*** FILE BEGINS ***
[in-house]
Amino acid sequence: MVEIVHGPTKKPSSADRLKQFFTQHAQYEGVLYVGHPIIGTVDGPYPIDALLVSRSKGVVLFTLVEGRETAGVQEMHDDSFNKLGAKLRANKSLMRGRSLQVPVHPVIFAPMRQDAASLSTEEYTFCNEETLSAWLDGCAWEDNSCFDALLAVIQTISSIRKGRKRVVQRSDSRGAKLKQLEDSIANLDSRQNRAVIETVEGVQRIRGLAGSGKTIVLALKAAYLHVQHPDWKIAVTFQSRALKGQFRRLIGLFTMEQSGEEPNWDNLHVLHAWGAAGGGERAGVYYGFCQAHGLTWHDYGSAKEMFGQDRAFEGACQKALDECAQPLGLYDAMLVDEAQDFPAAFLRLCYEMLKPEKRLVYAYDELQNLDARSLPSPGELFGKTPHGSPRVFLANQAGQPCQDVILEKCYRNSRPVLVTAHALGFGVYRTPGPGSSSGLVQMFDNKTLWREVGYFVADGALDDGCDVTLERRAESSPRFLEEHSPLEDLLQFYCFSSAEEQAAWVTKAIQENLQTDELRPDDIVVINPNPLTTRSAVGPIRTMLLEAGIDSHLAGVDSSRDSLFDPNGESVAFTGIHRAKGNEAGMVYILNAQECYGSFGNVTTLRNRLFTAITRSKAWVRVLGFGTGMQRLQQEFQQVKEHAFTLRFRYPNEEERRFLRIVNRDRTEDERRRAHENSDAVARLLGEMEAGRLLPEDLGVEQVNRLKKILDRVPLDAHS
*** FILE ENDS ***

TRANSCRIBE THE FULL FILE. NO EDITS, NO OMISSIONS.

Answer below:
[in-house]
Amino acid sequence: MVEIVHGPTKKPSSADRLKQFFTQHAQYEGVLYVGHPIIGTVDGPYPIDALLVSRSKGVVLFTLVEGRETAGVQEMHDDSFNKLGAKLRANKSLMRGRSLQVPVHPVIFAPMRQDAASLSTEEYTFCNEETLSAWLDGCAWEDNSCFDALLAVIQTISSIRKGRKRVVQRSDSRGAKLKQLEDSIANLDSRQNRAVIETVEGVQRIRGLAGSGKTIVLALKAAYLHVQHPDWKIAVTFQSRALKGQFRRLIGLFTMEQSGEEPNWDNLHVLHAWGAAGGGERAGVYYGFCQAHGLTWHDYGSAKEMFGQDRAFEGACQKALDECAQPLGLYDAMLVDEAQDFPAAFLRLCYEMLKPEKRLVYAYDELQNLDARSLPSPGELFGKTPHGSPRVFLANQAGQPCQDVILEKCYRNSRPVLVTAHALGFGVYRTPGPGSSSGLVQMFDNKTLWREVGYFVADGALDDGCDVTLERRAESSPRFLEEHSPLEDLLQFYCFSSAEEQAAWVTKAIQENLQTDELRPDDIVVINPNPLTTRSAVGPIRTMLLEAGIDSHLAGVDSSRDSLFDPNGESVAFTGIHRAKGNEAGMVYILNAQECYGSFGNVTTLRNRLFTAITRSKAWVRVLGFGTGMQRLQQEFQQVKEHAFTLRFRYPNEEERRFLRIVNRDRTEDERRRAHENSDAVARLLGEMEAGRLLPEDLGVEQVNRLKKILDRVPLDAHS